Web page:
Producers: Director of Corporate Communications for an American Mining Corporation
You are an environmentally conscious communications specialist who is both familiar with the science of rare earths and is convinced the stigma against them is not entirely justified.
Your Background and Biography
You’ve worked at the intersection of government, business, and public relations your whole career. First you worked on Capitol Hill as a spokesperson and then chief of staff for a senator. Then you founded your own communications and lobbying firm to help clients in the energy, chemical, and manufacturing sectors navigate the currents of politics and public controversy. You became head of communications for Molycorp in 2010, just before a decline in Chinese exports and a spike in prices put rare earths on the national agenda. You’ve learned about science from the many researchers and engineers you’ve worked with and can explain the quantum properties of rare earths in a way nonscientists can understand.
Now you lead the public communications for a company that makes money producing various rare earths. One branch of your company separates the light rare earth elements at a refining plant in Estonia. Your company sells those products to manufacturers around the world, primarily to the oil and petrochemical industry for the catalytic cracking of oil. The cerium oxide the company produces goes to makers of catalytic converters for automobiles, which help reduce carbon monoxide and smog. Your company has also pioneered using rare earths to extract phosphates from wastewater, helping to reduce intractable forms of water pollution.
Your goals in the negotiation are to build a system that will allow you to sell your product at a fair (but higher) price while also overcoming the economic advantage (lower prices) the Chinese producers have. You want consumers and manufacturers to believe that rare earths with the Sustainability Seal are produced using a much higher ethical standard and are clean enough to justify paying more.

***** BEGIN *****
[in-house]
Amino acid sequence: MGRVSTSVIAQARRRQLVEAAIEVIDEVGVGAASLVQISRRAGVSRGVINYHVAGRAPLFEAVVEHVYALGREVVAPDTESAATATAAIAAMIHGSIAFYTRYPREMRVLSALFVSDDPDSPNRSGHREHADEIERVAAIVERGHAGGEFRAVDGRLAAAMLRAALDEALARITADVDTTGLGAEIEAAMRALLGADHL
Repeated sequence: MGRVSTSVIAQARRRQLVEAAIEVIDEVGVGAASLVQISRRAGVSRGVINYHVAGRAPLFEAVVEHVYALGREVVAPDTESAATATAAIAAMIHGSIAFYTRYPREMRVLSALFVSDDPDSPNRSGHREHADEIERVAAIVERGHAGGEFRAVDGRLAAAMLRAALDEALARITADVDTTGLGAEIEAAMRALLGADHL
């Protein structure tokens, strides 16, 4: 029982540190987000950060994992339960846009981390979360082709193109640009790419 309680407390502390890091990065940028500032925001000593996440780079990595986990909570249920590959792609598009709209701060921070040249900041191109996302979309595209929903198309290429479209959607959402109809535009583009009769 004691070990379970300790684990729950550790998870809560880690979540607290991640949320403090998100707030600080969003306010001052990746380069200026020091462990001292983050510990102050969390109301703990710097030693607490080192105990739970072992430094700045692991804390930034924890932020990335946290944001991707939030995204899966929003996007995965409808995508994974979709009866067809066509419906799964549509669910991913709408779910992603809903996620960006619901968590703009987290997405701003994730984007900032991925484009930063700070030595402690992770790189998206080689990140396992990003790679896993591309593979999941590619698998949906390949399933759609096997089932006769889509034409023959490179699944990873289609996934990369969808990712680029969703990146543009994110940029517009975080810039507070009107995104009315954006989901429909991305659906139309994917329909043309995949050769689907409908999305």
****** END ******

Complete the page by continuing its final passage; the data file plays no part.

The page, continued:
Your goal at this hearing is to convince the Stewardship Council to include the Producers Group’s recommendations in its final Sustainability Seal guiding values. To make this argument effectively, you must do the following:
- Complete the assigned readings listed at the bottom of this page.
- Work closely with the other members of your group to develop clear answers to the Stewardship Council’s questions.
- Use as much specific information as possible to develop strong arguments for your position that the price of sustainably certified rare earth metals needs to cover the true cost of production and environmental protection, and investment in innovative production methods should be promoted to reduce social and environmental harms.
- Read as much as you can about your position and the positions of the other groups.
- Complete written reflections on your character, interest group, and readings as assigned.
Your Victory Objectives
- You will receive 10 points if the Stewards select your group’s proposal as the final Sustainability Seal guiding values.
- The Stewards will rank the interest groups by how well their goals are represented in the final Sustainability Seal guiding values. You will receive between 1 and 4 points based on how the Producers Group is ranked and how well the Sustainability Seal guiding values reflect your goals.
- Producers Case Study: “The Changing Geography of Rare Earth Element Production.”
- Ives, Mike. “Boom in Mining Rare Earths Poses Mounting Toxic Risks.” Yale Environment 360, January 28, 2013.
- CNBC. “Co-Chair of America’s Only Rare Earth Mine Discusses China’s Threat.” Interview with James Litinsky, owner of the Mountain Pass Mine, May 30, 2019. (Video, 6 min.)
- Heffernan, Tim. “Why Rare Earth Mining in the West Is a Bust.” High Country News, June 16, 2015.